Climbing craze inspires plan to move mountains

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An idea is germinating in the sometimes fevered minds of the climbing fraternity that the Millennium might be marked by providing its rock-starved southern England members with their very own crag.

Why should keen London climbers have to scorch up the motorway to the Peak District or beyond when the technology exists to graft 400 yards of gritstone edge on to the Chilterns or the North Downs?

The Pavlovian response of conservationists can be imagined, and there are a good many climbers who would balk at the artificiality of such a crag. But there is no doubt it would be heavily used. This weekend, hundreds of climbers will crowd on to the sandstone outcrops near Tunbridge Wells, the only natural climbing ground in the Home Counties, which is visibly eroding. Indoor climbing walls are also proliferating in London and the South-East.

But the Millennium Crag would have none of the managed security of an indoor wall. Like its natural equivalents in the Peak, the Lake District or in North Wales, it would be used for "adventure climbing", where the consequences of a fall could be serious.

The crag is the brain-child of Ken Wilson, a publisher of mountaineering books and a full-volume advocate of the traditional approach to climbing. "The combination of a risky sport and a wonderful natural setting is a very heady mixture. But ... it's not something that youngsters coming to sport on climbing walls are getting," he said. Hence his ideaidea that a southern-based club or some of mountaineering's "great and good" should apply for Lottery funding to build a crag on the north-west fringe of the M25.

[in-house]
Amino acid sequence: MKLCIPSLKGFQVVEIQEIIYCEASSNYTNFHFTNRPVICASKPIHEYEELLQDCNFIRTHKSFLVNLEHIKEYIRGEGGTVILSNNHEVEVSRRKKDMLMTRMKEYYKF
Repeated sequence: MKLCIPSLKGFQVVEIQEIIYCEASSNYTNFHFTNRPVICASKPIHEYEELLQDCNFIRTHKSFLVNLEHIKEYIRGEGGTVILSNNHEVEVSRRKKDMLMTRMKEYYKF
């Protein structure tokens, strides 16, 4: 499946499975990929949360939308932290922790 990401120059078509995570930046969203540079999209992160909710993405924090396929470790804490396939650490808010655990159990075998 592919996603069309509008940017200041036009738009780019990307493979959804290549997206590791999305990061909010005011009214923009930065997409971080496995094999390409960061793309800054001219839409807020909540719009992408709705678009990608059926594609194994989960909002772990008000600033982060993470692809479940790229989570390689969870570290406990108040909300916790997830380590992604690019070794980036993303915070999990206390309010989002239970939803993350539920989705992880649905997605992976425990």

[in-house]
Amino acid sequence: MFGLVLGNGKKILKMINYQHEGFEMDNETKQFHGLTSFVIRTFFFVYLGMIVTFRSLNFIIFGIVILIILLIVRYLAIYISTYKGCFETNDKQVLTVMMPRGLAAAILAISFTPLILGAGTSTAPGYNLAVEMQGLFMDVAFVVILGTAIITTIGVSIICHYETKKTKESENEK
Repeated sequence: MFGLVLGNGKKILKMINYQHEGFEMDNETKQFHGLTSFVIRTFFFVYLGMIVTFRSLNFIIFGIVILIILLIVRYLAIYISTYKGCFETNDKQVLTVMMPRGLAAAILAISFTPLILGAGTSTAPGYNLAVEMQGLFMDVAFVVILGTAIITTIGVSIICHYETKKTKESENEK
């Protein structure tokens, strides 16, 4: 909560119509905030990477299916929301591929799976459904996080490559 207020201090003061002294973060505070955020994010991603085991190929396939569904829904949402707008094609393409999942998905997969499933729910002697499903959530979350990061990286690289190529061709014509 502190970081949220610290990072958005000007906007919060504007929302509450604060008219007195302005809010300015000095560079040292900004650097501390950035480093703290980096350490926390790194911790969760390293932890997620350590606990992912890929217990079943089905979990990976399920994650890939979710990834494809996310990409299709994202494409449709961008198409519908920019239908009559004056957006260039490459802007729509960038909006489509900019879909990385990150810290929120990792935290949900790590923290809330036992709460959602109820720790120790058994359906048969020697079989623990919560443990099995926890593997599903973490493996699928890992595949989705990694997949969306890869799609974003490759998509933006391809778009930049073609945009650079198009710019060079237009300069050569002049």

The planned site - a disused chalk quarry at Pitstone, on the Chiltern escarpment near Tring, Hertfordshire, is owned by Castle Cement, which is awaiting the result of a public inquiry into their plan for a land- fill site. Local villagers have opposed the rubbish tip and say they would welcome a recreational use for the land.

The quarry could accommodate a range of rock features - buttresses, steep edges and free-standing boulders. The biggest feature would be up to 400 yards of slabs, copying the Idwal Slabs in North Wales, grafted on to the side of Picton Hill at the back of the quarry. Part of Stanage Edge, in the Peak District, could also be cloned.

Nothing on this scale has so far been attempted in Europe. The spray- on concrete fabrications, sculptured and textured like the "living" rock, would cost some pounds 750,000 for 100 yards.

But the crag project may fail for the lack of a group willing to push for it; to formulate a bid to the Millennium Commission or to the Sports Council and then raise a share of the money. The British Mountaineering Council (BMC) has offered support.

"The impetus needs to come from a club or some of climbing's statesmen in the Home Counties," said Derek Walker, a former president of the Climbers' Club and former BMC general secretary.

"It's a great idea. If people's only experience of the climbing is on indoor walls, it's totally false. This could give a taste of the real freedom of the sport."